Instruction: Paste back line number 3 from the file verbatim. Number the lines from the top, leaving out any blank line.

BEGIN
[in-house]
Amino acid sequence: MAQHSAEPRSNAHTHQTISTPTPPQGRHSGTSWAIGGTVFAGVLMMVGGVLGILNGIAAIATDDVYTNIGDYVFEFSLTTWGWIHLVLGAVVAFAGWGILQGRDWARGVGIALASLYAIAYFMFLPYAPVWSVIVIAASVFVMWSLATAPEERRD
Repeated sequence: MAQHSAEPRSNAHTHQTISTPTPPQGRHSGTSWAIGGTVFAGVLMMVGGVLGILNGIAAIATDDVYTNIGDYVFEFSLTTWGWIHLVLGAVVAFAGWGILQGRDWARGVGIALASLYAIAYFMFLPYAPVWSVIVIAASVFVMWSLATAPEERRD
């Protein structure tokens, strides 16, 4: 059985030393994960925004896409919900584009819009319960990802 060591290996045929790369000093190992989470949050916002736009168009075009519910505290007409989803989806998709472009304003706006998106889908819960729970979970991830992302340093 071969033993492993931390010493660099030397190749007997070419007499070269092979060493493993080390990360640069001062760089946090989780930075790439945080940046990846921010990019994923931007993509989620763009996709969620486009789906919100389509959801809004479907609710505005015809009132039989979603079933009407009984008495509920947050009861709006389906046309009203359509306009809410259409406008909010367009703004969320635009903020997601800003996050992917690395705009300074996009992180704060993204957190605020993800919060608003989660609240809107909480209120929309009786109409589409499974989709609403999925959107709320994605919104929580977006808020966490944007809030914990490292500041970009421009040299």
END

Repeated sequence: MAQHSAEPRSNAHTHQTISTPTPPQGRHSGTSWAIGGTVFAGVLMMVGGVLGILNGIAAIATDDVYTNIGDYVFEFSLTTWGWIHLVLGAVVAFAGWGILQGRDWARGVGIALASLYAIAYFMFLPYAPVWSVIVIAASVFVMWSLATAPEERRD